I’m back, I’m married, and I’m behind the news cycle. Although being behind the news cycle should be treated as a state of bliss, it’s not a great place to be when you use news articles for blog material. It’s going to take me a day or two to catch up.
One project I did tackle over my extended vacation is getting macOS Mojave installed on my computers. Mojave dropped official support for several Macs but just because Apple doesn’t officially support a platform doesn’t mean it can’t be used. I see no reason to throw away perfectly functional hardware and enjoy receiving security updates. Because of that, I ended up playing with dosdude1’s Mojave Patcher.
The patcher originally didn’t work for me because all of my computers have FileVault enabled and the version I first downloaded had a bug where it couldn’t mount FileVault containers. That was before I left for my wedding. Fortunately, by the time I got back a new version that fixed that bug was released.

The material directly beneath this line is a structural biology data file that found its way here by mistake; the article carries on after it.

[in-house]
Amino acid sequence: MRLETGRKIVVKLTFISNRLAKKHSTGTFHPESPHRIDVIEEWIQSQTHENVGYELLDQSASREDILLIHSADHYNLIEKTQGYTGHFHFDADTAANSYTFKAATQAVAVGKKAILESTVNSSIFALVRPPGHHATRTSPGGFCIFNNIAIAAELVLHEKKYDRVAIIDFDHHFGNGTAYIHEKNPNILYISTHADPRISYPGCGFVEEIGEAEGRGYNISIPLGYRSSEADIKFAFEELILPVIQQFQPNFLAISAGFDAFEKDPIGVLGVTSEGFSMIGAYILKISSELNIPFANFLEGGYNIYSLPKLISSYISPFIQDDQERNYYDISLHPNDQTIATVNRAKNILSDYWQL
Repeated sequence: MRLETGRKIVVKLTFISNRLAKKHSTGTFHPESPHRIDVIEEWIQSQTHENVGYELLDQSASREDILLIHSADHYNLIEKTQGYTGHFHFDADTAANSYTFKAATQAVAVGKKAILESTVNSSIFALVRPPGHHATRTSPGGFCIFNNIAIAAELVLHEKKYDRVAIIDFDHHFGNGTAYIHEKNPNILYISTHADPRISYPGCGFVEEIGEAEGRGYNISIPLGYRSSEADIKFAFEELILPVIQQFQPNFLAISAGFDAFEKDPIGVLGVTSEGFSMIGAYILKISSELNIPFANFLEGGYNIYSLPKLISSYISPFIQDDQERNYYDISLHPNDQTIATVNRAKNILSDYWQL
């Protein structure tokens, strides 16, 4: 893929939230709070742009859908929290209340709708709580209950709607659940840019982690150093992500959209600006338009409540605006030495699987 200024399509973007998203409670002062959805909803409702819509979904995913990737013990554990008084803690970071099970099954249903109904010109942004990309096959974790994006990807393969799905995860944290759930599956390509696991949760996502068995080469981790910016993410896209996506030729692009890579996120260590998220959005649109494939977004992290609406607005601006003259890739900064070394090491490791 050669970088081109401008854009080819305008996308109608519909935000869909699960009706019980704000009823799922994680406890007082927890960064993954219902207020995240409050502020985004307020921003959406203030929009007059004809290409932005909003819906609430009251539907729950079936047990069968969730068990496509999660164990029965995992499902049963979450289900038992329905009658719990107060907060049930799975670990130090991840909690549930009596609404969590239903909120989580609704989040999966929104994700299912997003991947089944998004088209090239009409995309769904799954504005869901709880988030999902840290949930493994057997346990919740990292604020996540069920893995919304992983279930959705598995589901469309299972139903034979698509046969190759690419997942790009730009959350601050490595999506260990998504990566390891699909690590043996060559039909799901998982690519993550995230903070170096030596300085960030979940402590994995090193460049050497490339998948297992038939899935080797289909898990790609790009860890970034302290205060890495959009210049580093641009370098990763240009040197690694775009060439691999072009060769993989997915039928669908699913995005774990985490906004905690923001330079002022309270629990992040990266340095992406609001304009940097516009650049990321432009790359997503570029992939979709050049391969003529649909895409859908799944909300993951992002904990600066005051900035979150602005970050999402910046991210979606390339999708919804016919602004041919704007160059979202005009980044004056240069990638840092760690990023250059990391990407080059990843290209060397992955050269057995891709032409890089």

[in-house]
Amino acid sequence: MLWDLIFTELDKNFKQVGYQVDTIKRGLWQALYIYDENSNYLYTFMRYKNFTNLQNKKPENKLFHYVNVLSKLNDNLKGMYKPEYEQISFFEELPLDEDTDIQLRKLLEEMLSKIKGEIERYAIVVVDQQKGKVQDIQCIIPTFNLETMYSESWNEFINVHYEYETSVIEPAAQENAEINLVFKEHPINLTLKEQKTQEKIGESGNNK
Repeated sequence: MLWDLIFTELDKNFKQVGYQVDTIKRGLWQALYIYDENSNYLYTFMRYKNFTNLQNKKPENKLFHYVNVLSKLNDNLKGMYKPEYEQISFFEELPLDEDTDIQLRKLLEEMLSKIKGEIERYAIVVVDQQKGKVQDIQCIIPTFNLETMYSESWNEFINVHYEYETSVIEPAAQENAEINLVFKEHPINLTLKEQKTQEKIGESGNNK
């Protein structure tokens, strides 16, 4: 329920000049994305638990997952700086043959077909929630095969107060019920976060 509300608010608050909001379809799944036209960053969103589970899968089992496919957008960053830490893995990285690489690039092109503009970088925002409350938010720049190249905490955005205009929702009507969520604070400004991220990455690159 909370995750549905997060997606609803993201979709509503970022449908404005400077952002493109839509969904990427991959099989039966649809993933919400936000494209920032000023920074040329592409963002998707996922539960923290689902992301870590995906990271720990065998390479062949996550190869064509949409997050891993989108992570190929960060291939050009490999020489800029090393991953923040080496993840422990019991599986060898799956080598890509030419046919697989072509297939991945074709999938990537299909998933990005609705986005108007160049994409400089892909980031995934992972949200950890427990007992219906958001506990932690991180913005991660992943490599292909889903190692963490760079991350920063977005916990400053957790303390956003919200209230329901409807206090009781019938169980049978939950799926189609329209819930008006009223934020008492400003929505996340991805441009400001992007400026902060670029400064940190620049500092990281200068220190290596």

I used the patcher to install Mojave on my 2010 Mac mini 4,1 and my 2010 MacBook Pro 5,4. Installation on my Mac mini was smooth. I haven’t had any major problems with it. Installation on my MacBook Pro was another matter. I should note beforehand that the MacBook Pro in question has a bad memory controller. One of the two memory banks has a 50/50 chance of working when I power the system on. If it doesn’t work, I only have access to half of my memory. That may be why I have to reset the NVRAM every time I power the system on in order to get it to boot (if I don’t reset the NVRAM, I get the dreaded no symbol when I start the computer).
If you’ve been happily running an older Mac and found out that Mojave won’t install, try dosdude1’s Mojave Patcher. It doesn’t work on every old Mac (a list of supported Macs can be found at the link) but it does work for most of the 64-bit Intel Macs.